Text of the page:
Sunday, April 27, 2014

Cult Classic: The Greatest American Hero (1981)

School teachers are regarded as real-life heroes, trying to help their students reach their full potential.

Stephen J. Cannell came up with the idea of making a teacher a different kind of hero, with the results falling along the lines of camp comedy in most cases.

The Greatest American Hero premiered in the winter of 1981 with a 2-hour TV-movie, then went right to a regular series, anchoring ABC's Wednesday night lineup for three seasons. Sure, it was pure, escapist fun, good while it lasted, but it didn't last too long, and perhaps maybe it was for the best.

Second generation actor William Katt (son of Perry Mason co-star Barbara Hale) top-lined as special education teacher Ralph Hinkley, who was given his "union suit", as they say in the comics, by an alien in a random encounter in the desert, at which point he was also introduced to his FBI contact/partner, Bill Maxwell (Robert Culp, ex-I Spy). The super-suit comes with an instruction manual, which Ralph loses. Uh-oh. Expect much chaos.

As Maxwell, Culp comes across more as a fast-talking hustler in order to coax Ralph into his missions. On the other hand, his divorce lawyer-turned-girlfriend (Connie Sellecca) provides some inspiration. Culp also wrote & directed one episode.

After the series ended, NBC decided to give it a whirl, rebooting it with a female lead, but then turned right around and rejected the pilot, which was later shoe-horned into the syndication package. It's also available as a stand-alone DVD you could probably find in a bargain basket at Walmart or Target. Interestingly, ABC executives Marcy Carsey & Tom Werner left the network after the series launched to form their own production company. In more recent times, Katt was able to gain the rights to adapt the series into-----a comic book. A miniseries was published, written by Katt. Go figure.

By way of Hulu, here's the episode, "The 200 MPH Fastball", in which Ralph goes undercover as a baseball pitcher in the heat of a pennant race.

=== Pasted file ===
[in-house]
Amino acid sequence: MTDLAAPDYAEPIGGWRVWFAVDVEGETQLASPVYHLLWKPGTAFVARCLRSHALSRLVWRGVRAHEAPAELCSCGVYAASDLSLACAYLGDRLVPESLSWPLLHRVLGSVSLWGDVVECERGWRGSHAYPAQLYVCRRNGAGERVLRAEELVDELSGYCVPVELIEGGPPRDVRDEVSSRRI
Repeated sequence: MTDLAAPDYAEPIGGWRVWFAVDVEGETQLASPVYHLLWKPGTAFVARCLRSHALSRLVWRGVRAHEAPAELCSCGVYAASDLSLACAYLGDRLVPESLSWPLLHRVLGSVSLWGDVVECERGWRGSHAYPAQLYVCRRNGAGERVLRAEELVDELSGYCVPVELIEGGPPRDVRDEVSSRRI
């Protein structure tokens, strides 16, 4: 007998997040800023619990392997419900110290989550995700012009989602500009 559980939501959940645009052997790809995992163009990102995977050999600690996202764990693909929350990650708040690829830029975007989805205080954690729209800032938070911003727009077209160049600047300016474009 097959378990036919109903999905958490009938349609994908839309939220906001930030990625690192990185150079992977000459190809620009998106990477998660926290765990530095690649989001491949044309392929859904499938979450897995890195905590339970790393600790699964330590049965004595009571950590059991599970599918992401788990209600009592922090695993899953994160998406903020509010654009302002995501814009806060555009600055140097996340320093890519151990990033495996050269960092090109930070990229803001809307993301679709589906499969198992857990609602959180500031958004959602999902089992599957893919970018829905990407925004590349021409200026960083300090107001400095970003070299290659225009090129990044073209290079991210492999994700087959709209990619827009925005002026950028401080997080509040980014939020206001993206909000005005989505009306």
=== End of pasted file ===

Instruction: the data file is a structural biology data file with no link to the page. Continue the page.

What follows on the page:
The theme song, sung by Joey Scarbury, hit #2 on the Hot 100 in August 1981, which was certainly higher than the show's Nielsen ratings, that's for sure.

Rating: B.

2 comments:

magicdog said...

I remember this show fondly!

I didn't know about Katt's pedigree until much later, but of course everyone knew who Robert Culp was! Boy I miss him!

This was actually an interesting show with a great premise - getting a superpowered costume (from aliens no less!) but not knowing how to use it and fumbling along as you go! I did hate how in one ep, the aliens returned to counsel Ralph on something and gave him an instruction book - which was promptly lost! It was time to have let him explore what he could really do!

It was also funny how this show also introduced us to Michael Pare! IIRC, TPTB wee marketing him like the second coming of John Travolta. I know he's had a fulfilling career in B movies/DTVs but it seems they wanted to put him in more A level material.

I never saw the one in which the suit is given to another, though I have heard about it. Personally, no big loss.

hobbyfan said...

Yeah, I've mulled over getting the DVD of that one pilot that never flew, but.....naaah.